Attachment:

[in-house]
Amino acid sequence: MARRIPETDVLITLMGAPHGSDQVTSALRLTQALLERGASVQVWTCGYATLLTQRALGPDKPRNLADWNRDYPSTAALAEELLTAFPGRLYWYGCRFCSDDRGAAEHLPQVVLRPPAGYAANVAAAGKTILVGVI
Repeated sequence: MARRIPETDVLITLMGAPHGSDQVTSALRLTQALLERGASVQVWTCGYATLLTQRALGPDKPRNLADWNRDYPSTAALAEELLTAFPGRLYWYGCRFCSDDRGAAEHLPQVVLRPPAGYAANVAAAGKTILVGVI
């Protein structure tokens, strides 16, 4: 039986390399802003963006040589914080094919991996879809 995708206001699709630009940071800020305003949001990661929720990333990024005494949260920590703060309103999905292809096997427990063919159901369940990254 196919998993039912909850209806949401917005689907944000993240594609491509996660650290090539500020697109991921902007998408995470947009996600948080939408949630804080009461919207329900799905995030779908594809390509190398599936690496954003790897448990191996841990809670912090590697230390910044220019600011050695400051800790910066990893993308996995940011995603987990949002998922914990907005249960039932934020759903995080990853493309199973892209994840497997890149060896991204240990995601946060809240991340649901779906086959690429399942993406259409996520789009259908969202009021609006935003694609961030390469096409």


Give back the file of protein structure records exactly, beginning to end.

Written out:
[in-house]
Amino acid sequence: MARRIPETDVLITLMGAPHGSDQVTSALRLTQALLERGASVQVWTCGYATLLTQRALGPDKPRNLADWNRDYPSTAALAEELLTAFPGRLYWYGCRFCSDDRGAAEHLPQVVLRPPAGYAANVAAAGKTILVGVI
Repeated sequence: MARRIPETDVLITLMGAPHGSDQVTSALRLTQALLERGASVQVWTCGYATLLTQRALGPDKPRNLADWNRDYPSTAALAEELLTAFPGRLYWYGCRFCSDDRGAAEHLPQVVLRPPAGYAANVAAAGKTILVGVI
């Protein structure tokens, strides 16, 4: 039986390399802003963006040589914080094919991996879809 995708206001699709630009940071800020305003949001990661929720990333990024005494949260920590703060309103999905292809096997427990063919159901369940990254 196919998993039912909850209806949401917005689907944000993240594609491509996660650290090539500020697109991921902007998408995470947009996600948080939408949630804080009461919207329900799905995030779908594809390509190398599936690496954003790897448990191996841990809670912090590697230390910044220019600011050695400051800790910066990893993308996995940011995603987990949002998922914990907005249960039932934020759903995080990853493309199973892209994840497997890149060896991204240990995601946060809240991340649901779906086959690429399942993406259409996520789009259908969202009021609006935003694609961030390469096409």